Building SA’s future with these 2024 trends in infrastructure - GIC

Building SA’s future with these 2024 trends in infrastructure
February 23, 2024

South Africa’s construction industry ranks among the top GDP and employment contributors in the country, making it as crucial to the economy as it is to the country’s physical expansion and advancement. As such, it’s important for sector participants to have an idea of what to expect from the industry throughout the next year.

The Gap Infrastructure Corporation (GIC) – a leading South African infrastructure development company with operations throughout Africa – predicts mostly positive trends for the construction industry in 2024.

“The construction sector faced some challenges over the past year as it continued its slow recovery from a severe drop in investment and project allocation during the Covid-19 pandemic and lockdown period. The industry was further beset by global supply chain disruptions caused, in large part, by the ongoing wars in Ukraine and Israel,” notes Roelof van den Berg, CEO of GIC.

“This said, 2023 continued the positive growth trends from the past couple of years, giving cause for optimism as we kickstart 2024.”

Consequently, van den Berg predicts that three trends will take centre stage in discussions about the industry’s growth in the year ahead:

1. Slow but stable growth

When determining the industry’s future growth potential, it’s prudent to consider market trends from the past couple of years, he says.

Amidst many global challenges such as rising interest rates and heightened geopolitical tensions, the South African economy and construction sector came under some pressure.

However, it’s important to note that despite a difficult macroeconomic environment, the industry faired relatively well in 2023 compared to 2022 as South Africa gradually recovered from the impacts of the pandemic.

In fact, Statistics South Africa estimates that the construction industry added some R332 billion to the local economy between January and September 2023, compared to R324 billion in the same period in 2022. While the final quarter’s GDP results have yet to be released, this demonstrates a positive upward trajectory.

“As for 2024, all things being equal, we should continue to see a gradual increase in project allocation and investment in construction in line with the steady growth we’ve been experiencing.”

2. Incremental rise in sector employment

As with GDP growth, the industry saw some growth in sector employment last year, as by the end of the third quarter of 2023, construction employment had increased by 11% year-on-year. GIC predicts that this trend will continue as construction companies rehire workers that the industry lost following the pandemic lockdowns.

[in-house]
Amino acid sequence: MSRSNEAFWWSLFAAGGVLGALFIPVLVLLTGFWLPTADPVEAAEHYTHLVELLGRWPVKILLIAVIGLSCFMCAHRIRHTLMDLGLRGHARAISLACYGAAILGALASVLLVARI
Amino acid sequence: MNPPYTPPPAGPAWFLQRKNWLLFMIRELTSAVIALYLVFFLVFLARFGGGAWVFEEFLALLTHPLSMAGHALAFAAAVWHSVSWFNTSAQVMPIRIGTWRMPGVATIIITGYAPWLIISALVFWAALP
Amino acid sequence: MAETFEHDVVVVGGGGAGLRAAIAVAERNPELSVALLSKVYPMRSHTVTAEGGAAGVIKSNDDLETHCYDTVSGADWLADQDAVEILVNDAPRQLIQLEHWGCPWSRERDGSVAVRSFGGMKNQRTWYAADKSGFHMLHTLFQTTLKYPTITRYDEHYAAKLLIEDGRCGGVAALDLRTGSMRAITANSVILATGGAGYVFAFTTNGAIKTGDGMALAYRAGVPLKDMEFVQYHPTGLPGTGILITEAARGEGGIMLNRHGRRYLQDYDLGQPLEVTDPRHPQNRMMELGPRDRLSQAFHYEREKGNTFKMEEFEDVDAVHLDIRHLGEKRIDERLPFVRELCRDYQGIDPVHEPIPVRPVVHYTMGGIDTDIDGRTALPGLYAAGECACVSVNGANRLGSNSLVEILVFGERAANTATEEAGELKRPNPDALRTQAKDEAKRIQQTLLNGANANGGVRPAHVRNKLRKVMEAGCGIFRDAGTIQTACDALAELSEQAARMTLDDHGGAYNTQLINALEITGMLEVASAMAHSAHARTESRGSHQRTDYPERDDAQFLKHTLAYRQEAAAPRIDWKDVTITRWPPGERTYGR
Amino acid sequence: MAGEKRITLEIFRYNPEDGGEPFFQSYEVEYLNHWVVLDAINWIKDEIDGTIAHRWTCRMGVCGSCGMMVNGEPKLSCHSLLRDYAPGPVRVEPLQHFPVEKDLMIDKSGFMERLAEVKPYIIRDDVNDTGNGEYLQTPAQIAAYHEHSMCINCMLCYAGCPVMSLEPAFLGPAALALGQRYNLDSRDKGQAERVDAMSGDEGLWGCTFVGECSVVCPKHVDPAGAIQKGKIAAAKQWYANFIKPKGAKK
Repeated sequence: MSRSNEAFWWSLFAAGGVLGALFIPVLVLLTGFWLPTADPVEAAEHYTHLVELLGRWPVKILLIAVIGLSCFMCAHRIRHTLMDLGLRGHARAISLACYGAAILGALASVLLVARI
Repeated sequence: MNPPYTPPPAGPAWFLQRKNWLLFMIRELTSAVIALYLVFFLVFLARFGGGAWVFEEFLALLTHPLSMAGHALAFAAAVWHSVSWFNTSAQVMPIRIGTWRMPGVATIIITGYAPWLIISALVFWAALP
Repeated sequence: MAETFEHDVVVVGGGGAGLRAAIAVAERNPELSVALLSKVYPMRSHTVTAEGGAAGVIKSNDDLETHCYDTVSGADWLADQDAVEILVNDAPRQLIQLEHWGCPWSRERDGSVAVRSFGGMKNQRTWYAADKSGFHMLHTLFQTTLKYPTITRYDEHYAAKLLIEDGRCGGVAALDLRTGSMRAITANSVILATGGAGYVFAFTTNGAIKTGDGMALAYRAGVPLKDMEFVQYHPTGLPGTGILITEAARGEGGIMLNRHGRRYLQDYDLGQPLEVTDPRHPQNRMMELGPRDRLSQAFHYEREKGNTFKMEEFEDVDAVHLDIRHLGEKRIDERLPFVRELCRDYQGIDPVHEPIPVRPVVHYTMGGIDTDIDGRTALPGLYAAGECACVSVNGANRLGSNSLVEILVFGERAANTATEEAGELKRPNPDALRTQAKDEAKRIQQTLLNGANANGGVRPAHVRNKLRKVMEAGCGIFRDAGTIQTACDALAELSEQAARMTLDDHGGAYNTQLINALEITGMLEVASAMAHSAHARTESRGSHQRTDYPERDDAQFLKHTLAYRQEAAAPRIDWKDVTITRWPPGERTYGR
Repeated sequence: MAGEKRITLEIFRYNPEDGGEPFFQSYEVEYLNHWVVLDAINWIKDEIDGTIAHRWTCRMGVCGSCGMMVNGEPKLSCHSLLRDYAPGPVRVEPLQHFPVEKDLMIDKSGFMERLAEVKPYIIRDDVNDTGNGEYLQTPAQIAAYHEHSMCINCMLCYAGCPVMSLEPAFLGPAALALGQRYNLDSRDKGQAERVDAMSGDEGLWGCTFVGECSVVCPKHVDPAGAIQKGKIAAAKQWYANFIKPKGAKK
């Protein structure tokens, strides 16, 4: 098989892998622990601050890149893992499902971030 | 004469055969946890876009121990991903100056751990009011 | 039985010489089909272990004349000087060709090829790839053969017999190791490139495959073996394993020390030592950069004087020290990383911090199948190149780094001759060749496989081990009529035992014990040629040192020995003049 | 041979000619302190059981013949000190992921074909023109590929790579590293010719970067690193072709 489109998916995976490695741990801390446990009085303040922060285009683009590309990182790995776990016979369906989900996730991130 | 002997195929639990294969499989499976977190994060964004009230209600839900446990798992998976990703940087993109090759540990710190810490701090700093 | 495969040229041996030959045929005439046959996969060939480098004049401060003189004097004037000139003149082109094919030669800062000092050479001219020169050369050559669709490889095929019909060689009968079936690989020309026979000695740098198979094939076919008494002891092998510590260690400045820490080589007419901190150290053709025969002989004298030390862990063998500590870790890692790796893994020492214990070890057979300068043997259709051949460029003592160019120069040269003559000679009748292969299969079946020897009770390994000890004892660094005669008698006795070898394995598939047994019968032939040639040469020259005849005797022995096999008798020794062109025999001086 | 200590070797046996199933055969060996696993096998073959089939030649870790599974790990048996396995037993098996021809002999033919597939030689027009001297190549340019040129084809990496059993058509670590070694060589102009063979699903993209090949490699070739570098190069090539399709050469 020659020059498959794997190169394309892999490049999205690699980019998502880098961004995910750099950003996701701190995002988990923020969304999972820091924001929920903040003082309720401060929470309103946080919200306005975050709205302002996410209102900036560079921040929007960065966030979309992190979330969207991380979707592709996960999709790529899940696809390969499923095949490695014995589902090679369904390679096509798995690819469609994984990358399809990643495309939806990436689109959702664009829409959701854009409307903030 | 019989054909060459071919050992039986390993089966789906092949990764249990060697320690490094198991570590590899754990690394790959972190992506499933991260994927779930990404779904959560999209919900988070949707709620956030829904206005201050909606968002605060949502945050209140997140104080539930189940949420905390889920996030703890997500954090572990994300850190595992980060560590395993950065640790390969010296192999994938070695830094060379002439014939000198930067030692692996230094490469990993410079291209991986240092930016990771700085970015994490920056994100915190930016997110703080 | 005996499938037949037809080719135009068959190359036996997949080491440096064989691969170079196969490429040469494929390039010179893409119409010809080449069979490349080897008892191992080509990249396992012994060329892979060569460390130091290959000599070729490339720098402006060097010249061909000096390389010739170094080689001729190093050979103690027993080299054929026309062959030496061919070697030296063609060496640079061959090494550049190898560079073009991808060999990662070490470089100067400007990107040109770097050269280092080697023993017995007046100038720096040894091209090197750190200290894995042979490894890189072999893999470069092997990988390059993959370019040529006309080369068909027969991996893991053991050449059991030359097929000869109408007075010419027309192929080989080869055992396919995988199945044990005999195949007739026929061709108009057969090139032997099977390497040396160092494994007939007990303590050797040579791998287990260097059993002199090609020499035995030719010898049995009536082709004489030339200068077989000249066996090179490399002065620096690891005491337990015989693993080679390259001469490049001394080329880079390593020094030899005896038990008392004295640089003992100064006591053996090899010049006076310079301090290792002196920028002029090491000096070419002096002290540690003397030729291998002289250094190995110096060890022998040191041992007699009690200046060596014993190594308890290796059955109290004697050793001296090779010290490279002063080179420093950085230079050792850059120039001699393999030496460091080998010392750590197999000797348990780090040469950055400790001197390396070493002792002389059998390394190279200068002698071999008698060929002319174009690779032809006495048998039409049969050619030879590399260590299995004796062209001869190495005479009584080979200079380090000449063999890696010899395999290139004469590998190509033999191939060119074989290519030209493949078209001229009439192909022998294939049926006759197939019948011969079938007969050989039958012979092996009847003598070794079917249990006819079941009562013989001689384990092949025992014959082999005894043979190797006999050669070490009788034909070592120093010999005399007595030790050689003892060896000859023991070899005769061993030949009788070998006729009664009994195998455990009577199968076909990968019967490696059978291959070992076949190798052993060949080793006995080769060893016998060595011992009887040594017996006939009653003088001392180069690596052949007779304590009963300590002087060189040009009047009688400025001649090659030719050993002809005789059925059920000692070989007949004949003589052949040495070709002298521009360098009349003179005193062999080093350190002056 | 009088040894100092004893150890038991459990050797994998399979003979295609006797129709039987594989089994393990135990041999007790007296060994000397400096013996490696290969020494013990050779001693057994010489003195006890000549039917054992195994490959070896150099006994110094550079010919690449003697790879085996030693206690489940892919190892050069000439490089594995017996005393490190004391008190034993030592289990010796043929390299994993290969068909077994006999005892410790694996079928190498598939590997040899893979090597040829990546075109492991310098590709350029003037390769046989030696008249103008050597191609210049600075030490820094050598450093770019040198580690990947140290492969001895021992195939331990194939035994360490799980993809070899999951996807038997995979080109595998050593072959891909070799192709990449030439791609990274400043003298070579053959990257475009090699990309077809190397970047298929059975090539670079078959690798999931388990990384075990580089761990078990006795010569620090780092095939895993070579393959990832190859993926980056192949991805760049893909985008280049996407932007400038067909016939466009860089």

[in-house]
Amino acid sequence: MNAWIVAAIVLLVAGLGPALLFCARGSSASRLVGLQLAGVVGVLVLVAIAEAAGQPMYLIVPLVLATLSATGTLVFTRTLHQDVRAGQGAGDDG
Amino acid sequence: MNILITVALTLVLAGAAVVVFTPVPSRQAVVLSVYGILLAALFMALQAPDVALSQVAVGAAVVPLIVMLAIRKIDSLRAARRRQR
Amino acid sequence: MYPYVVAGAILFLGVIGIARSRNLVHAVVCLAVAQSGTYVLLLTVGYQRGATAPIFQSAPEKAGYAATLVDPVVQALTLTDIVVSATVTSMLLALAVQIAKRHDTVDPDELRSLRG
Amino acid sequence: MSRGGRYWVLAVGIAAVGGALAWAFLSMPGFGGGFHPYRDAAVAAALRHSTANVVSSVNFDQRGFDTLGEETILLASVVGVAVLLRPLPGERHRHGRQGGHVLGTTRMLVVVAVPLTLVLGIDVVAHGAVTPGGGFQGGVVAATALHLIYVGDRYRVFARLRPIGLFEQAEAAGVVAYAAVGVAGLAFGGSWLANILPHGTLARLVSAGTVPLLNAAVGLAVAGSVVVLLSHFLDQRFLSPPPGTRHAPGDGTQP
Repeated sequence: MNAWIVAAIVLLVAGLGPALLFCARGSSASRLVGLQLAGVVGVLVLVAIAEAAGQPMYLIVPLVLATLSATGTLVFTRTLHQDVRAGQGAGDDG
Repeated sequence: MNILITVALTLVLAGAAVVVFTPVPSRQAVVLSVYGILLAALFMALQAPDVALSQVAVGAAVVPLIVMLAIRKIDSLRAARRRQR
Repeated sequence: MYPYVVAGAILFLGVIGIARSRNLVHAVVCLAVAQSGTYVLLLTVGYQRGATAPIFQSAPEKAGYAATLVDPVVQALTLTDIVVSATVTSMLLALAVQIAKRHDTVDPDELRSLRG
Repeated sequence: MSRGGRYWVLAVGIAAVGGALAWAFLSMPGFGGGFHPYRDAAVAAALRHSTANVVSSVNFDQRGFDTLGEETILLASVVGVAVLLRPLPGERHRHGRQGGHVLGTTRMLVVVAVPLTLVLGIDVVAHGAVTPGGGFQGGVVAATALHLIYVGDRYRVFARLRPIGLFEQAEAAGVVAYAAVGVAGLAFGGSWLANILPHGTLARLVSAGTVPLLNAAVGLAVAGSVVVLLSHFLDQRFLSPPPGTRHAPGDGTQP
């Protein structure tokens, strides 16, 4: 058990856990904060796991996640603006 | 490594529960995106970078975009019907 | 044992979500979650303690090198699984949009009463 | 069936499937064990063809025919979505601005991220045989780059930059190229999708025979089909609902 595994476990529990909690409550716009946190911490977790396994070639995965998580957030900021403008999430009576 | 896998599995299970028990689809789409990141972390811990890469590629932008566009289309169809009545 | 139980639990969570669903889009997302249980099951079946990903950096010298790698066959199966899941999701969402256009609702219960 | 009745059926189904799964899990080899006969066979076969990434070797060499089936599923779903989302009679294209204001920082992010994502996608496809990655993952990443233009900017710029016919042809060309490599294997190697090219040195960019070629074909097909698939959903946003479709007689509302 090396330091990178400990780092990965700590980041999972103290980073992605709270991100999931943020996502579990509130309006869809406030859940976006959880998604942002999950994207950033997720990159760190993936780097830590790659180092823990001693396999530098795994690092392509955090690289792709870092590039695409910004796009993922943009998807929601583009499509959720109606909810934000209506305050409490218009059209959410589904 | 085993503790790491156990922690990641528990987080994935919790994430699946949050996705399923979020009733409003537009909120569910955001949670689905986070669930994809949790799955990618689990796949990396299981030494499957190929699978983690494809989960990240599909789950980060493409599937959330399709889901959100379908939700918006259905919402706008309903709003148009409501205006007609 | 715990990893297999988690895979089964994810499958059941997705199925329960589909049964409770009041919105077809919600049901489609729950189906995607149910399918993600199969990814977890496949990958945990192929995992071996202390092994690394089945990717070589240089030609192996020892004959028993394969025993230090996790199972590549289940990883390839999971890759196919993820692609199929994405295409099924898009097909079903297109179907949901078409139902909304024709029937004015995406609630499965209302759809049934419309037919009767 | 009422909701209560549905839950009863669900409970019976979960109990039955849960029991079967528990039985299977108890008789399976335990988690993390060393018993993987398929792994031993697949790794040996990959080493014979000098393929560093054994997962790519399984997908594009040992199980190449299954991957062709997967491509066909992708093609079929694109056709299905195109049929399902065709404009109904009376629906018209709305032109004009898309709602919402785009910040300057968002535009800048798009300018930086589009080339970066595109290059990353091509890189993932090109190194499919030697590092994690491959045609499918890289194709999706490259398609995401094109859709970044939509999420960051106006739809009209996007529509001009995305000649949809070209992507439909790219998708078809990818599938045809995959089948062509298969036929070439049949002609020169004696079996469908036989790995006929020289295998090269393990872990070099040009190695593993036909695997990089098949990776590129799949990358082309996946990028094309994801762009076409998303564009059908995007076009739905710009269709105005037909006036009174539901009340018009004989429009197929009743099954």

Of note, the sector employed some 1.2% more women in 2023 than the previous year, indicating a positive trend for more women and diversity in construction.

“The number of women working in the construction sector is still fairly low, but we’re seeing more young women, especially, develop an interest in construction work, particularly in the engineering fields,” adds van den Berg.

“And as more women in the field inspire others to follow in their footsteps, we hope to see a snowball effect. We also believe that awareness efforts by companies such as GIC to encourage more women to join the engineering and construction fields will continue paying off in 2024, as graduates begin to enter the workforce.”

3. Widespread adoption of AI for risk management activities

The industry itself will change considerably due to advancements in artificial intelligence (AI) technology. GIC has already invested in and developed its own AI, and van den Berg predicts that more large companies will utilise this technology in 2024 to identify and manage construction risks, including financial and physical onsite risks.

AI algorithms have the ability to analyse vast amounts of data and predict cost overruns, delays, or on-site safety issues, and propose preventative strategies that may be included in the project planning phase. AI can also be incorporated in the planning and design stages to optimise designs and lower costs, increase efficiency, and maintain a high level of sustainability throughout the project’s lifecycle.

As the technology becomes more prominent, more AI models with specific case uses will be developed in 2024. The construction industry is ideally positioned to benefit from this step forward in terms of fourth industrial revolution modernisation.

“The sector is in a period of slow but steady growth. We are consistently rebuilding industrywide while creating more job opportunities and attracting more investments into new projects. This is even as we continue to adapt and improve the way we plan, engineer, and construct new buildings and infrastructure.

“The industry, by every indication, should grow considerably stronger over the next year, which means that there will be many opportunities for both large and small businesses to benefit,” he concludes.

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SA Building Review

Roelof van den Berg
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